So every method you call / property you access is an RPC call, there is no way around that, that is why good interface design for efficient use out of process dictates that instead of lots of granular little properties/methods, you generally have larger aggregated methods like GetProperties(SomePropertyId[] properties, out object[] values) so that you can fetch multiple values in a single RPC call.

    >I played with the SuspendUI property because of that very idea, and it did not seem to have any effect. 

    I am not familar with that property but I highly doubt it would do what you want, it likely does something like surpressing or lessening UI update, what I am talking about are idle time tasks, they would not be suspended and while they are occuring the message pump is not being serviced thus your RPC call is sitting there waiting to be handled. That will occur as soon as the running idle task completes, but if it takes a long time (like parsing code files or writing out in-memory data to disk to perform an auto-save) you will be waiting. There is no way around that.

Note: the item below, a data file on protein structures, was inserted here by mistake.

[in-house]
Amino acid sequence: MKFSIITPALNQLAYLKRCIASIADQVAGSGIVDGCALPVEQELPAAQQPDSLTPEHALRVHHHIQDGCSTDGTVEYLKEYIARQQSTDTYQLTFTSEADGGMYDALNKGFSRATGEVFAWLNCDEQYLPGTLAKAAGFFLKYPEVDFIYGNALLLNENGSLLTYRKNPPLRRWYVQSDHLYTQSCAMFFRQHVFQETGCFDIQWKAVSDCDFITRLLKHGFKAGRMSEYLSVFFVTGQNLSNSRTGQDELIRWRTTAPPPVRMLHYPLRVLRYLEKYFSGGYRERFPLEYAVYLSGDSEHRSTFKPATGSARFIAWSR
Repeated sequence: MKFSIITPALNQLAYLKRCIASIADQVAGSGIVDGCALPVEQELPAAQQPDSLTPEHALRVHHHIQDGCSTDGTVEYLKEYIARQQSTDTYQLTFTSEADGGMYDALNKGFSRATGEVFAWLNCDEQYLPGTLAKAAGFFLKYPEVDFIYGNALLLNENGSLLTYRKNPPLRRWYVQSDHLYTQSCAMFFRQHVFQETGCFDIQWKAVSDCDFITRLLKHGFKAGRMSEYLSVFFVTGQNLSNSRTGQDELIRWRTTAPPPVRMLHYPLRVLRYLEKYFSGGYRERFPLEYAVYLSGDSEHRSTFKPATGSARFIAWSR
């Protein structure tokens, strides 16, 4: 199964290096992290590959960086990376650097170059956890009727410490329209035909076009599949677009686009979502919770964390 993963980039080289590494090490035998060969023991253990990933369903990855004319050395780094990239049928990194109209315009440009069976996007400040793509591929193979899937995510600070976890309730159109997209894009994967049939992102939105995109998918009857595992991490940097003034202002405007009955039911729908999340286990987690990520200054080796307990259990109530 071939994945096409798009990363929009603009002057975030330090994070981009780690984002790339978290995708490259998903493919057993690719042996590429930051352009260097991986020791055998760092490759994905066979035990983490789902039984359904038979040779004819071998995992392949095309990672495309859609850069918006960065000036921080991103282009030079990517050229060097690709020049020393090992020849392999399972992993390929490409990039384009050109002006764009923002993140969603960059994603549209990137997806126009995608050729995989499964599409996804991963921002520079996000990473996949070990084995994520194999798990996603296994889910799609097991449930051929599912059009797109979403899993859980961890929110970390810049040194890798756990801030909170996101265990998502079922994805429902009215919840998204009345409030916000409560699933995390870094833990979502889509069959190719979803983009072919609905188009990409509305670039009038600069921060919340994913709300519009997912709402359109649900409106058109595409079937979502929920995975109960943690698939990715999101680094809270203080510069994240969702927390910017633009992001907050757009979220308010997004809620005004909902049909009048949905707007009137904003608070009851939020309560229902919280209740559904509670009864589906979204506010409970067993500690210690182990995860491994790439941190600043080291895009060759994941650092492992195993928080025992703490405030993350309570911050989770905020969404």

>Additionally, I tried using the FileCodeModel2.BeginBatch and .EndBatch. 

    According to MSDN that simply 'Suspends the occurrence of edit events until all changes to the code model have been applied.', that won't help you any since you aren't modifying the code model and what you are dealing with isn't edit events.

    >And finally, I even tried doing FileCodeModel2.Synchronize all over the place.  It too had no effect. 

    Same as above, this certainly would have no effect on making idle time tasks complete any faster.

    >I am assuming that doing this as an Add-In wouldn't produce any better results since it too is across processes and using the same model.  I actually started down that path, but debugging was a complete bear.

    What do you mean as an AddIn?  You mean inside the instance of VS that has the file you want to access?  That would be better in that it wouldn't be cross process, AddIns (and packages) are run inside the VS instance.  That said if what you are seeing is truly hold up due to idle time activities then being in process will make no difference since idle time activities are non-interruptible (by and large) regardless of where you might be located.